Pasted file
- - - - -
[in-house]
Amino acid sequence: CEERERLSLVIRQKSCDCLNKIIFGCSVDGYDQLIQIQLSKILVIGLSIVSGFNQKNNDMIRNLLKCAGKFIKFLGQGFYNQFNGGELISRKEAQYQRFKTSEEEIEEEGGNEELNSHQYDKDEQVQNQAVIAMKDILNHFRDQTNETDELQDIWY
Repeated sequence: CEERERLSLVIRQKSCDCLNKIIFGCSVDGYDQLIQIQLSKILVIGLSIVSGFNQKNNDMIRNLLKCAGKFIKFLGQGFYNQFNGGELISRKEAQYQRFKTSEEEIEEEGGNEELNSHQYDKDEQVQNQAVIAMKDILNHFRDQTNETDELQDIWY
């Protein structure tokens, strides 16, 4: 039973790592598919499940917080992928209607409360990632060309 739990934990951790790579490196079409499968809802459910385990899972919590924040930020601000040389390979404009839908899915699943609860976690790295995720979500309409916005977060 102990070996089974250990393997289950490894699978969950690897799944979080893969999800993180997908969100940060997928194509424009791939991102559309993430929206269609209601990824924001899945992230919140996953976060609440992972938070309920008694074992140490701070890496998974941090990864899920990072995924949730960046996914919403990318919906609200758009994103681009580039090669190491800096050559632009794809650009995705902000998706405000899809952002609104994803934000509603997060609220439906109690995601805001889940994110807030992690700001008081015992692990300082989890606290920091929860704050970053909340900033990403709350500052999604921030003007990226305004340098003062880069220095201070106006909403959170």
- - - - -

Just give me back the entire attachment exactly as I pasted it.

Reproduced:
[in-house]
Amino acid sequence: CEERERLSLVIRQKSCDCLNKIIFGCSVDGYDQLIQIQLSKILVIGLSIVSGFNQKNNDMIRNLLKCAGKFIKFLGQGFYNQFNGGELISRKEAQYQRFKTSEEEIEEEGGNEELNSHQYDKDEQVQNQAVIAMKDILNHFRDQTNETDELQDIWY
Repeated sequence: CEERERLSLVIRQKSCDCLNKIIFGCSVDGYDQLIQIQLSKILVIGLSIVSGFNQKNNDMIRNLLKCAGKFIKFLGQGFYNQFNGGELISRKEAQYQRFKTSEEEIEEEGGNEELNSHQYDKDEQVQNQAVIAMKDILNHFRDQTNETDELQDIWY
């Protein structure tokens, strides 16, 4: 039973790592598919499940917080992928209607409360990632060309 739990934990951790790579490196079409499968809802459910385990899972919590924040930020601000040389390979404009839908899915699943609860976690790295995720979500309409916005977060 102990070996089974250990393997289950490894699978969950690897799944979080893969999800993180997908969100940060997928194509424009791939991102559309993430929206269609209601990824924001899945992230919140996953976060609440992972938070309920008694074992140490701070890496998974941090990864899920990072995924949730960046996914919403990318919906609200758009994103681009580039090669190491800096050559632009794809650009995705902000998706405000899809952002609104994803934000509603997060609220439906109690995601805001889940994110807030992690700001008081015992692990300082989890606290920091929860704050970053909340900033990403709350500052999604921030003007990226305004340098003062880069220095201070106006909403959170």